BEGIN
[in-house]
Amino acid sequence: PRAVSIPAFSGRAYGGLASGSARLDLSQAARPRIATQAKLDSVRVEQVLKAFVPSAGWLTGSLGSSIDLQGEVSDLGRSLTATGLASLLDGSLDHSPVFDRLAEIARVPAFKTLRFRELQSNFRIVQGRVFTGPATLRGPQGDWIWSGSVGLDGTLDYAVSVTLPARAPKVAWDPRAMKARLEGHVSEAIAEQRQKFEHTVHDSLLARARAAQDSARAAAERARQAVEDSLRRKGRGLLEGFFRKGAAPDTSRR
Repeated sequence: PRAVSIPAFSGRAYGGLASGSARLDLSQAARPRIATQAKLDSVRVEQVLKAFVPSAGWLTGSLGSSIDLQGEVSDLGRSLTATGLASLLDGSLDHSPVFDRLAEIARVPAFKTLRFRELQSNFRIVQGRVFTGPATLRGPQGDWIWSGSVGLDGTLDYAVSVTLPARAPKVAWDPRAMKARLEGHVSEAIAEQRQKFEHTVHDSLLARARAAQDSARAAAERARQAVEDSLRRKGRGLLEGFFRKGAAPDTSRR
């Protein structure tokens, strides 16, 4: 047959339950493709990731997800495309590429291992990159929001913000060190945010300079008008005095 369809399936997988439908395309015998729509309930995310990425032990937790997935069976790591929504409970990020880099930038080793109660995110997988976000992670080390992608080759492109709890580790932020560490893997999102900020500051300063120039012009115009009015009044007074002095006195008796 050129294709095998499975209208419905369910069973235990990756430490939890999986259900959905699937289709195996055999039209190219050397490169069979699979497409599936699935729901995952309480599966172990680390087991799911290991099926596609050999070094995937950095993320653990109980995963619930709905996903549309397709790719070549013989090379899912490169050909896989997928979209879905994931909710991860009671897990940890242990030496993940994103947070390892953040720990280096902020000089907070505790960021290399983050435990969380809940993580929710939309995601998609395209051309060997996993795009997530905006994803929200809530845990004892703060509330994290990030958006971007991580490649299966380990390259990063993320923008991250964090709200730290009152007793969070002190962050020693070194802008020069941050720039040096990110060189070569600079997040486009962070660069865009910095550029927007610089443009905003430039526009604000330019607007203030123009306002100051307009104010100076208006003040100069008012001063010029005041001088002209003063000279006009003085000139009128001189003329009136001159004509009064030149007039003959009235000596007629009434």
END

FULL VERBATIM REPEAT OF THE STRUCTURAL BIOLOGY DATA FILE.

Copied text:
[in-house]
Amino acid sequence: PRAVSIPAFSGRAYGGLASGSARLDLSQAARPRIATQAKLDSVRVEQVLKAFVPSAGWLTGSLGSSIDLQGEVSDLGRSLTATGLASLLDGSLDHSPVFDRLAEIARVPAFKTLRFRELQSNFRIVQGRVFTGPATLRGPQGDWIWSGSVGLDGTLDYAVSVTLPARAPKVAWDPRAMKARLEGHVSEAIAEQRQKFEHTVHDSLLARARAAQDSARAAAERARQAVEDSLRRKGRGLLEGFFRKGAAPDTSRR
Repeated sequence: PRAVSIPAFSGRAYGGLASGSARLDLSQAARPRIATQAKLDSVRVEQVLKAFVPSAGWLTGSLGSSIDLQGEVSDLGRSLTATGLASLLDGSLDHSPVFDRLAEIARVPAFKTLRFRELQSNFRIVQGRVFTGPATLRGPQGDWIWSGSVGLDGTLDYAVSVTLPARAPKVAWDPRAMKARLEGHVSEAIAEQRQKFEHTVHDSLLARARAAQDSARAAAERARQAVEDSLRRKGRGLLEGFFRKGAAPDTSRR
């Protein structure tokens, strides 16, 4: 047959339950493709990731997800495309590429291992990159929001913000060190945010300079008008005095 369809399936997988439908395309015998729509309930995310990425032990937790997935069976790591929504409970990020880099930038080793109660995110997988976000992670080390992608080759492109709890580790932020560490893997999102900020500051300063120039012009115009009015009044007074002095006195008796 050129294709095998499975209208419905369910069973235990990756430490939890999986259900959905699937289709195996055999039209190219050397490169069979699979497409599936699935729901995952309480599966172990680390087991799911290991099926596609050999070094995937950095993320653990109980995963619930709905996903549309397709790719070549013989090379899912490169050909896989997928979209879905994931909710991860009671897990940890242990030496993940994103947070390892953040720990280096902020000089907070505790960021290399983050435990969380809940993580929710939309995601998609395209051309060997996993795009997530905006994803929200809530845990004892703060509330994290990030958006971007991580490649299966380990390259990063993320923008991250964090709200730290009152007793969070002190962050020693070194802008020069941050720039040096990110060189070569600079997040486009962070660069865009910095550029927007610089443009905003430039526009604000330019607007203030123009306002100051307009104010100076208006003040100069008012001063010029005041001088002209003063000279006009003085000139009128001189003329009136001159004509009064030149007039003959009235000596007629009434």